Hang out in Xela long enough and you’ll realize that loads of ex-pats came and have never left. Some fall in love, others start a business and yet others have nowhere else to be.
This is the first in a series of articles in which we ask long-termers about their decision to remain here. Our first victim is XelaWho founder and Lonely Planet author, Lucas Vidgen.
Q: So, Lucas, you’ve spent 5 years away from your native Australia. Don’t you miss those snuggly koalas and kangaroos?
A : Yeah, but there are plenty of other good things to eat in Guatemala. Of course there are things I miss about Australia, but when I’m there, there are things I miss about Guatemala. One mistake many expats make is they get trapped in this weird mental space between two countries, always wishing one was more like the other. It just makes for frustration, and boring dinner party conversation. I like to get invited back to dinner, so I try to live where I am.
Q: What were the first things about Xela that made you consider staying around?
A: It took me about two years of living here before I realized that I was actually living here, but what I liked right away how the city looked – the surrounding mountains, cobblestoned streets, the old buildings and crazy market scenes. I also really enjoyed the mix of cultures – indigenous, ladino, backpackers, volunteers and expats.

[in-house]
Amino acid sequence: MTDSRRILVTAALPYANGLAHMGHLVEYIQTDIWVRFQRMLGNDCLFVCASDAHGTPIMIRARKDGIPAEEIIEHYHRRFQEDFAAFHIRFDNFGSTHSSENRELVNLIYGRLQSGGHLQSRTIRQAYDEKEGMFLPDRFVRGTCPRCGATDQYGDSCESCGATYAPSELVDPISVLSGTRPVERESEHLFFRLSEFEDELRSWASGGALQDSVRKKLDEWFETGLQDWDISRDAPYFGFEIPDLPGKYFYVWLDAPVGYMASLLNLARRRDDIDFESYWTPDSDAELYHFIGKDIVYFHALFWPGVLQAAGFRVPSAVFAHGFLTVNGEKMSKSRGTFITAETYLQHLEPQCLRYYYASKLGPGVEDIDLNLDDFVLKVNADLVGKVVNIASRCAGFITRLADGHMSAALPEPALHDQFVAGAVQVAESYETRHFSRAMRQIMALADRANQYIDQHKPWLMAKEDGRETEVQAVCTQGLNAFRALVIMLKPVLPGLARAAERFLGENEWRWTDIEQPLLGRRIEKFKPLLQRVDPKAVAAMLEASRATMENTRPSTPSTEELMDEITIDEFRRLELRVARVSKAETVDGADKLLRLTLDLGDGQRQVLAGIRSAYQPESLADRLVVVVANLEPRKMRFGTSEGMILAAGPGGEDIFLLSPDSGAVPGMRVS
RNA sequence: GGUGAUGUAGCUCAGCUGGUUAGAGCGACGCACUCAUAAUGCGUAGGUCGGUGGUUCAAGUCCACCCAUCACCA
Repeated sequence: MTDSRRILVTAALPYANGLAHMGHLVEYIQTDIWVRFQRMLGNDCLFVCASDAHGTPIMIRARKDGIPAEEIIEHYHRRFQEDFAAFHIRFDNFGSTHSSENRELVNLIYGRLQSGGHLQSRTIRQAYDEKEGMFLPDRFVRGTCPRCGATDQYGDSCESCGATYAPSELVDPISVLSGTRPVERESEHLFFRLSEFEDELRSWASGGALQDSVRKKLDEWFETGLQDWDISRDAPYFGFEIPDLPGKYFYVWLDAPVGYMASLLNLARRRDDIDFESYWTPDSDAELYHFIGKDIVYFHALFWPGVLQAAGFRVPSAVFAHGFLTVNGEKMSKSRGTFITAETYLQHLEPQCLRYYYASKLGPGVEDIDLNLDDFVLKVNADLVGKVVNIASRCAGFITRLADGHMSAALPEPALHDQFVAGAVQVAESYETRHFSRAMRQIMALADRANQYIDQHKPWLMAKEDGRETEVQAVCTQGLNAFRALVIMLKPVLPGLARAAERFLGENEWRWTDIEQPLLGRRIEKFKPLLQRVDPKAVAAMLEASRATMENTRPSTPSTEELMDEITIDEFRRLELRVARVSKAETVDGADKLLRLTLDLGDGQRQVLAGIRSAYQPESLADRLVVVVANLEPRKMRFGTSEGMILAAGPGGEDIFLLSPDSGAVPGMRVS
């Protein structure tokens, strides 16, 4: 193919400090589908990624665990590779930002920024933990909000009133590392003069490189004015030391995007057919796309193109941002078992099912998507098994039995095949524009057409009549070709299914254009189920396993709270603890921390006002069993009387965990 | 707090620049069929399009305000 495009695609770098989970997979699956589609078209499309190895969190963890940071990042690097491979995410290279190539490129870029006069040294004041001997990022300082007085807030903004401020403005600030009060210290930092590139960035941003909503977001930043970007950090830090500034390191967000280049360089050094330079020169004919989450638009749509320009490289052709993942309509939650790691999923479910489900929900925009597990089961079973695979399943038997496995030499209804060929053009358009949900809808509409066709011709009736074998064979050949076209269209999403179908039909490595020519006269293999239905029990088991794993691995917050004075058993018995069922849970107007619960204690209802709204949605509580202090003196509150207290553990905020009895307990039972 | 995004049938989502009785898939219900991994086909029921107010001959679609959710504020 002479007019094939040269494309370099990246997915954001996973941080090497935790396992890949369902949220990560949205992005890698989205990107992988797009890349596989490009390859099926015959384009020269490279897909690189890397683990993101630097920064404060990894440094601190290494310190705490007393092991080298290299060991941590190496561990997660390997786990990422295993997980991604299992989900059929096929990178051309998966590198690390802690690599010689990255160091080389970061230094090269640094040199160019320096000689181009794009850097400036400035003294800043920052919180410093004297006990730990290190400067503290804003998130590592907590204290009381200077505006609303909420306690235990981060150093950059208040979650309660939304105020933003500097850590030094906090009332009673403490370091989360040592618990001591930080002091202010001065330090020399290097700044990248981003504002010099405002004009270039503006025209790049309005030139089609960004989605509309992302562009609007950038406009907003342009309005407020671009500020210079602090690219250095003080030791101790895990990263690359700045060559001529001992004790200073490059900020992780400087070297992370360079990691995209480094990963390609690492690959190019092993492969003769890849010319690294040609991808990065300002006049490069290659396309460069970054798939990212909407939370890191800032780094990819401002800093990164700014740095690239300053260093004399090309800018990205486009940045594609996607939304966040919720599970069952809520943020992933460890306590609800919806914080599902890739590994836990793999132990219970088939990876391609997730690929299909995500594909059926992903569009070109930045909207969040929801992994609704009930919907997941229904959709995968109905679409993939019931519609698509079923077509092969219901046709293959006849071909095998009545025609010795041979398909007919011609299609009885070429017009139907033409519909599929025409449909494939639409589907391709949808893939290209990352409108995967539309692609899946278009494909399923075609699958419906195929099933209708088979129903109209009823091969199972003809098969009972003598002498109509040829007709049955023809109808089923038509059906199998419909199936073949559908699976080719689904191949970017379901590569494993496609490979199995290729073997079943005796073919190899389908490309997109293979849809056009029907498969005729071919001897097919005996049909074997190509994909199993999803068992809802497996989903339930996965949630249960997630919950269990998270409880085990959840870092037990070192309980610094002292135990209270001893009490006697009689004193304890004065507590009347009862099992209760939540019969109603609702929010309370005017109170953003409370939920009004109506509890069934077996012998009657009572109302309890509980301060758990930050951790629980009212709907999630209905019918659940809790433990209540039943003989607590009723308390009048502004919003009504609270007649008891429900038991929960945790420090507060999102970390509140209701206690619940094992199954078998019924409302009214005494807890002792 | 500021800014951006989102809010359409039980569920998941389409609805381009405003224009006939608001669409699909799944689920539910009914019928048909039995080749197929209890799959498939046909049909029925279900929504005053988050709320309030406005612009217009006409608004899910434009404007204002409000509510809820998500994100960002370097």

Q: What inspires you to think “yeah, this is my city!?”
A: There’s this hidden optimism to Quetzaltecos that you have to dig past all the pessimism to find. Something about this city seems to make people think that other things are possible. I guess that’s why Xela’s cultural life is so strong, despite its small population…and why there’s another Spanish school opening every week. I really like the Quetzalteco sense of humor, too – plenty of dry wit, sarcasm and irony and a deep disregard for authority. They’re kind of like the Australians of Central America.
Q: In your opinion what is the quirkiest aspect of Xela?
A: Apart from the fact that Quetzaltecos have to read XelaWho to find out what’s going on in their own city? Or that Parque Central has not one blade of grass, while the zoo is 90% parkland? Or that it gets freezing here in winter but nobody has carpets or heating? Nothing – it’s a pretty straightforward place.
Q: Are there things you have a hard time tolerating?
A: I think I’m adapting OK. Getting treated like a clueless tourist in the market is getting a little old. The neighborhood drunk who thinks the front of my house is a urinal I could probably do without. The level of trash on the street and lack of recycling gets to me, but that’s an education thing – we’re about to start work on a project aimed along those lines, in case anybody’s interested…